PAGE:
The world is full of talented people. Many of them are known only in their small circle of friends. Unless these artists either have patrons or else live close to the bone, they have to have second jobs to support their first love. If these artists were able to promote their work effectively, they might be in the position to sell their work and thus fuel additional creativity.
Alyson B. Stanfield's new book offers a series of hands-on tasks to remedy this situation, to teach artists business skills that will allow them to (hopefully) support themselves through their art. The book is arranged by eight typical excuses followed by one to three actions to counteract the power of that excuse. No airy-fairy inner child work here; this book is very hands-on. Once you read it, you'll find that the only thing between you and success as you define it is your willingness to take a few simple steps. "Like your art, [self-promotion] is something you do every day," Stanfield says.
And simple steps they are. For example, the second excuse is "There aren't enough hours in the day to do it all." Stanfield counters this excuse with two actions, both of which establish systems to free up time to make and market your work. The first action is to organize your information. Stanfield offers brass tacks suggestions for organizing electronic and paper information, keeping accurate inventories of the work, and maintaining an up-to-date mailing list. The artwork inventory is especially detailed, including categories for name of artist, title, location, an image, date, types of materials, where printed or cast, technique, size, sales price, materials cost, etc. Can you see how helpful this drilled-down inventory would be in the event of a gallery show? A possible sale to an interested collector?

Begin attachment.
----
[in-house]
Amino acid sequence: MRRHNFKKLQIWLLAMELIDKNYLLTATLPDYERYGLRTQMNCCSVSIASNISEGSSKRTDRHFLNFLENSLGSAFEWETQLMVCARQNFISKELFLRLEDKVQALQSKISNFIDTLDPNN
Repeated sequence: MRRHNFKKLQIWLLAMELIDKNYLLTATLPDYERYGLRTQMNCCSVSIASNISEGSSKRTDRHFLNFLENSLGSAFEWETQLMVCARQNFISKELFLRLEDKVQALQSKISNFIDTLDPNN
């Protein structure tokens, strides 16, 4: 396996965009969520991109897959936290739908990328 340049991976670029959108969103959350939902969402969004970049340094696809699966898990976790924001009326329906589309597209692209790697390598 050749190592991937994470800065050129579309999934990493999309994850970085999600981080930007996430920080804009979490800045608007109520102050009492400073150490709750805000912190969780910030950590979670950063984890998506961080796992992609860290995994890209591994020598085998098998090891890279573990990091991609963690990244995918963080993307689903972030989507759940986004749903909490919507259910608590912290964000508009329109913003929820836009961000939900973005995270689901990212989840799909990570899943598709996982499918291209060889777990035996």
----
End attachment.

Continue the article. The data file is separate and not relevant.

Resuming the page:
The book's sections on systems and routines to ease the time crunch especially interest me as a busy writer, teacher and musician. By establishing routines, we can manage our time more effectively and avoid activity creep: that mysterious thing that happens when you avoid something useful by allowing something mindless and easy-to-do to use up your time. As a writer, I sometimes focus on extraneous activities like housework or surfing the 'net for one more source of information for the article I am writing.
But of course, this book is primarily directed towards visual artists, and these creative types will find the step-by-step method of preparing an artist statement very useful. This task is to counter the excuse "My art speaks for itself." Stanfield's proactive approach is for the artist to define the work, rather than allow critics or viewers to do so. A strong artist statement is integral to remaining in control of your career.
Once these and other basic tasks are accomplished, the artist can confidently move into marketing her work, and the remainder of the book covers topics such as creating a portfolio, using the Internet effectively, sending thank you notes, joining artist organizations, teaching lectures on your work, and writing press releases and newsletters. Many artists are either introverted or perhaps just unaware of these simple yet effective ways to boost awareness of their work. And again, it comes down to what you define success to be and crafting these techniques to reach your own specific goals. Some artists want a one-man show at a prestigious gallery. Others value consistent sales on E-bay or at home art shows. Whatever you want, you can do it!
The book also includes first-hand accounts of how working artists have applied Stanfield's tasks to successfully support their careers. Stanfield's website offers this book, freebies, workshops, and an informative daily newsletter. I've subscribed to her blog for nearly two years and have found it very inspirational and motivating.
Although I was reading the book to review it, I couldn't help myself from working the exercises in support of my writing career. The author is so positive. And because I also have an MBA, I recognize many of her suggestions as deeply rooted in successful business strategy. If you get this book and apply its techniques towards your goals, you should be able to manifest your vision of what it means TO YOU to be a successful artist.Powered by Sidelines